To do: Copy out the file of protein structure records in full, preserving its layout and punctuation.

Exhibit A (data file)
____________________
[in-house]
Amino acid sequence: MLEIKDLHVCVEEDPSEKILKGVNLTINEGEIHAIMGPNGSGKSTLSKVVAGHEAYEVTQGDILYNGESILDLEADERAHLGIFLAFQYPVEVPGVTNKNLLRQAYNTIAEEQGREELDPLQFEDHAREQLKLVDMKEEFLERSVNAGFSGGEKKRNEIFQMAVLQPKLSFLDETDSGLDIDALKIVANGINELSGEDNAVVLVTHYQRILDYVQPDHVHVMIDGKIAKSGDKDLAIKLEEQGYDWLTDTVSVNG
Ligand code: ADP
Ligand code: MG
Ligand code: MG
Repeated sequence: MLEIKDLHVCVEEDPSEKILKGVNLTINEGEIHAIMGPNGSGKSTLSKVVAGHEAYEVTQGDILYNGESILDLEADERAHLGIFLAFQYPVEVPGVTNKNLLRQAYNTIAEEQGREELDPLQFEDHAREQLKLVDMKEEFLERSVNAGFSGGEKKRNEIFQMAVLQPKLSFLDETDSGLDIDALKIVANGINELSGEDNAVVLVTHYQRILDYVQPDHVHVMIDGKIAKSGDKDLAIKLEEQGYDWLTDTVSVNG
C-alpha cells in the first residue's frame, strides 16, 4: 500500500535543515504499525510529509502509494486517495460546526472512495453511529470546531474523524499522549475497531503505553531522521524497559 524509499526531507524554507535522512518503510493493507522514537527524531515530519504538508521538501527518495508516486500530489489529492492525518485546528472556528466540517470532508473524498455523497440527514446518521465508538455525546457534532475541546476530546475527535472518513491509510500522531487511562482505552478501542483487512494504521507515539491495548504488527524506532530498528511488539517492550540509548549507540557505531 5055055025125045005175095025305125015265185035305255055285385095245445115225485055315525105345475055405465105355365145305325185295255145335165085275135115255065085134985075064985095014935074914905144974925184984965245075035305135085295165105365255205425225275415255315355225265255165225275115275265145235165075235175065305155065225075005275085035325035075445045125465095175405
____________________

[in-house]
Amino acid sequence: MLEIKDLHVCVEEDPSEKILKGVNLTINEGEIHAIMGPNGSGKSTLSKVVAGHEAYEVTQGDILYNGESILDLEADERAHLGIFLAFQYPVEVPGVTNKNLLRQAYNTIAEEQGREELDPLQFEDHAREQLKLVDMKEEFLERSVNAGFSGGEKKRNEIFQMAVLQPKLSFLDETDSGLDIDALKIVANGINELSGEDNAVVLVTHYQRILDYVQPDHVHVMIDGKIAKSGDKDLAIKLEEQGYDWLTDTVSVNG
Ligand code: ADP
Ligand code: MG
Ligand code: MG
Repeated sequence: MLEIKDLHVCVEEDPSEKILKGVNLTINEGEIHAIMGPNGSGKSTLSKVVAGHEAYEVTQGDILYNGESILDLEADERAHLGIFLAFQYPVEVPGVTNKNLLRQAYNTIAEEQGREELDPLQFEDHAREQLKLVDMKEEFLERSVNAGFSGGEKKRNEIFQMAVLQPKLSFLDETDSGLDIDALKIVANGINELSGEDNAVVLVTHYQRILDYVQPDHVHVMIDGKIAKSGDKDLAIKLEEQGYDWLTDTVSVNG
C-alpha cells in the first residue's frame, strides 16, 4: 500500500535543515504499525510529509502509494486517495460546526472512495453511529470546531474523524499522549475497531503505553531522521524497559 524509499526531507524554507535522512518503510493493507522514537527524531515530519504538508521538501527518495508516486500530489489529492492525518485546528472556528466540517470532508473524498455523497440527514446518521465508538455525546457534532475541546476530546475527535472518513491509510500522531487511562482505552478501542483487512494504521507515539491495548504488527524506532530498528511488539517492550540509548549507540557505531 5055055025125045005175095025305125015265185035305255055285385095245445115225485055315525105345475055405465105355365145305325185295255145335165085275135115255065085134985075064985095014935074914905144974925184984965245075035305135085295165105365255205425225275415255315355225265255165225275115275265145235165075235175065305155065225075005275085035325035075445045125465095175405